09 May 2017
Blogs by author: Luke Beeson, VP Security UK and Global Banking & Financial Markets.
Luke Beeson recommends that your organisation adopts smart prevention measures as part of a proactive approach to cyber security.
Why a binary view isn’t always best.
Today, the political landscape is often dominated by binary decisions like ‘Republican or Democrat’ and ‘leave or remain’. And the security industry seems to have adopted this model, with prevention and detection often presented in the same way.
But, as attackers become increasingly creative, launching more complex and considered attacks, the detection route that so many organisations choose is struggling. In fact, a recent study found that over 90 per cent of enterprises have vulnerability backlogs of up to 5,000 detected threats.
Statistics like these show the need for a better designed, more comprehensive and multi-layered security structure. It’s also a reason to be proactive, rather than passive — which is why prevention shouldn’t be neglected either.
Don’t rely on a proactive board.
One of the most promising developments in cyber security I’ve seen in recent years is that boards are far more aware of the risk of cyber attack. This issue is now a quarterly feature in board meetings at 73 per cent of organisations.
So, organisations are becoming more proactive about their security, but there’s still a lack of understanding about just how much a business relies on IT. Companies have very complex IT infrastructures, and just a single vulnerability can be dangerous. The following example shows just how damaging a breach can be…
Steel yourself for the unexpected.
The German Federal Office for Information Security released a story revealing that an unnamed German steel mill had experienced “massive damage” following a cyber attack.
Hackers used a phishing email to infiltrate the company’s corporate network and a malicious attachment then installed malware within the company’s systems.
From there, the attackers were able to move laterally within the steel mill’s IT system, meddling with the entire production network to the point that a blast furnace couldn’t be shut down. This caused significant material damage, not to mention the safety implications such interference could have.
At the time, a digital expert said: “We do not expect a steel plant to be connected to the internet and to be hackable — that’s quite unexpected.”
Become a moving target.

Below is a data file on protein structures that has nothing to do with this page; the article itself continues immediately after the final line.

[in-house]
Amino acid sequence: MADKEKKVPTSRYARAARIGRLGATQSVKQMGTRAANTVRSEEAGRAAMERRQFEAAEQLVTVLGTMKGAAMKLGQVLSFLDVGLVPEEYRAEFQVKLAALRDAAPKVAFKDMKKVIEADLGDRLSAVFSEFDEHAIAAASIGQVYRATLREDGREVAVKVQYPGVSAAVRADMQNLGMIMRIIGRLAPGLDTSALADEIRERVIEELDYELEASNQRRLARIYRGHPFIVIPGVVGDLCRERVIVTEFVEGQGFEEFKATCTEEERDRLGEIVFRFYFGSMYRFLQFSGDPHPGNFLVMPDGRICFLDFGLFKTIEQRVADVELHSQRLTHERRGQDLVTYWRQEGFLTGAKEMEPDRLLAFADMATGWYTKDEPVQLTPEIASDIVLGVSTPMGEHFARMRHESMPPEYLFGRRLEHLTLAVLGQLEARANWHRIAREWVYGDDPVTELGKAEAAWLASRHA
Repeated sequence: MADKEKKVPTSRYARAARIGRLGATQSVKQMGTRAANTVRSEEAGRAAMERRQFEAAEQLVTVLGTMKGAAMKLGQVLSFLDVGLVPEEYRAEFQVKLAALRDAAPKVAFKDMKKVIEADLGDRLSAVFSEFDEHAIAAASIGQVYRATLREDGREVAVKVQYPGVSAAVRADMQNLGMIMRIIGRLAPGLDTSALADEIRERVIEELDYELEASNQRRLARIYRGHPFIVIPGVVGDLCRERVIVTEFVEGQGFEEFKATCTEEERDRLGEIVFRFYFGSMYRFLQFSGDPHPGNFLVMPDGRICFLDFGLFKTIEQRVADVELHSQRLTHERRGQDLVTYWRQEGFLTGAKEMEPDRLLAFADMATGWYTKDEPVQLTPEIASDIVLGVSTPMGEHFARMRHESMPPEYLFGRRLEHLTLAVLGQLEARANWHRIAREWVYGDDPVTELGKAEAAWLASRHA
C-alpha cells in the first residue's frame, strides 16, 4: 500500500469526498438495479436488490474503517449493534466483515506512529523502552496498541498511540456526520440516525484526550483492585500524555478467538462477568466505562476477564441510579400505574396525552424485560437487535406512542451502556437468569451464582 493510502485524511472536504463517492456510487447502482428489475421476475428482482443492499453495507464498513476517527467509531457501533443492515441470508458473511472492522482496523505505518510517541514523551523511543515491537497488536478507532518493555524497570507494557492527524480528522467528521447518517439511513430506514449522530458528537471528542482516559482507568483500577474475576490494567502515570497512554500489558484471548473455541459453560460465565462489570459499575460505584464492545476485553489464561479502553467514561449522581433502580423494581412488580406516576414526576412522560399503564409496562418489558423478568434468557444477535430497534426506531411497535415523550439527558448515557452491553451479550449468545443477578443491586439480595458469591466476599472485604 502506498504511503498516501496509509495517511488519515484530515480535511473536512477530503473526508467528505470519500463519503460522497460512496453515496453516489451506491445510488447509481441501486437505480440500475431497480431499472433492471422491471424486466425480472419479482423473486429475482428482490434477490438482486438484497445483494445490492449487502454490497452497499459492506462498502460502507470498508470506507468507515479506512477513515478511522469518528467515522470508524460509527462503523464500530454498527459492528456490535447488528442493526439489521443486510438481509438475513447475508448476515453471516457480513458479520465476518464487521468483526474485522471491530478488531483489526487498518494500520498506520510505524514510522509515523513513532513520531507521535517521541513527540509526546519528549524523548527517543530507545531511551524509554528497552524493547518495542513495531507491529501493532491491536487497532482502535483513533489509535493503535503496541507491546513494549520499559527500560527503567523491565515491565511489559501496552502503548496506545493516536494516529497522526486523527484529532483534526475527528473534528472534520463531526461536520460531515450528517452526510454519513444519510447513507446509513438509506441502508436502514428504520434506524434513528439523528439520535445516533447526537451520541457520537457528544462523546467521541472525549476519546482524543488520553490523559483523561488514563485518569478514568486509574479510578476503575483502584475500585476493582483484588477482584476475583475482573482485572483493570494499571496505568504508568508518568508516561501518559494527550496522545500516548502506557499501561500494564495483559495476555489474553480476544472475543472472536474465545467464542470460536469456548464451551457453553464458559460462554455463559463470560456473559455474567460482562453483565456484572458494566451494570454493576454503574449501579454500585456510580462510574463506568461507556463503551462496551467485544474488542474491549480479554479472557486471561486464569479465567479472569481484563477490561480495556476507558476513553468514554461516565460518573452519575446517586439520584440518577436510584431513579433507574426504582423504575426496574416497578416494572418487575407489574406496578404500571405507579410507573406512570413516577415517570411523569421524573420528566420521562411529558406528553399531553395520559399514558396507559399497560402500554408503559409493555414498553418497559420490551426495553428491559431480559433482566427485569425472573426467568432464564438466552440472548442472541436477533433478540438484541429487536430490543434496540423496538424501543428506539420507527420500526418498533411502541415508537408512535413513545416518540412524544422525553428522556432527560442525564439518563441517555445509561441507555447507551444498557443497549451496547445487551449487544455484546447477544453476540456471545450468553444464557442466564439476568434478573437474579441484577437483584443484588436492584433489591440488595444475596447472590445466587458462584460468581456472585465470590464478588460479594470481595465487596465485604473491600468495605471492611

As this example shows, cyber criminals can do serious damage, so it’s important to make your organisation a moving target with a combination of detection and prevention capabilities.
Managing the risk of new, unexpected malware means organisations need to do things differently. Especially because there are nearly 12 million new malware variants discovered every month, including in files that are the ‘life blood’ of many organisations, such as PDF, Flash and Microsoft Office.
Enhanced prevention strategies should avoid common frustrations and not repeat the pitfalls of traditional sandboxing — such as delaying file delivery, or letting potential threats through while evaluating other files. Fast, secure delivery of content that businesses can trust should be a priority for any prevention solution, and this can be delivered through granular CPU-level exploit detection and expert human analysis.
In today’s threat landscape, I recommend a unified security architecture that prevents attacks before they can damage your organisation. A multi-layered approach makes it harder for criminals to operate before, during and after an attack, while the right smart prevention can help rapidly uncover existing vulnerabilities. You can then use this actionable forensics data to establish a detailed understanding of the attack flow, malware entry points and the scope of the incident.
To find out more about how you can better protect your organisation, join our webinar on Thursday 18th May at 15.00 GMT.
At the webinar, Luke Beeson, VP of Security for UK and Global Banking & Financial Markets, BT, and Aatish Pattni, Head of Threat Prevention for Northern Europe, Check Point will look at Smart Prevention and discuss how, by developing a multi-layered approach to security, organisations can stay ahead of the game.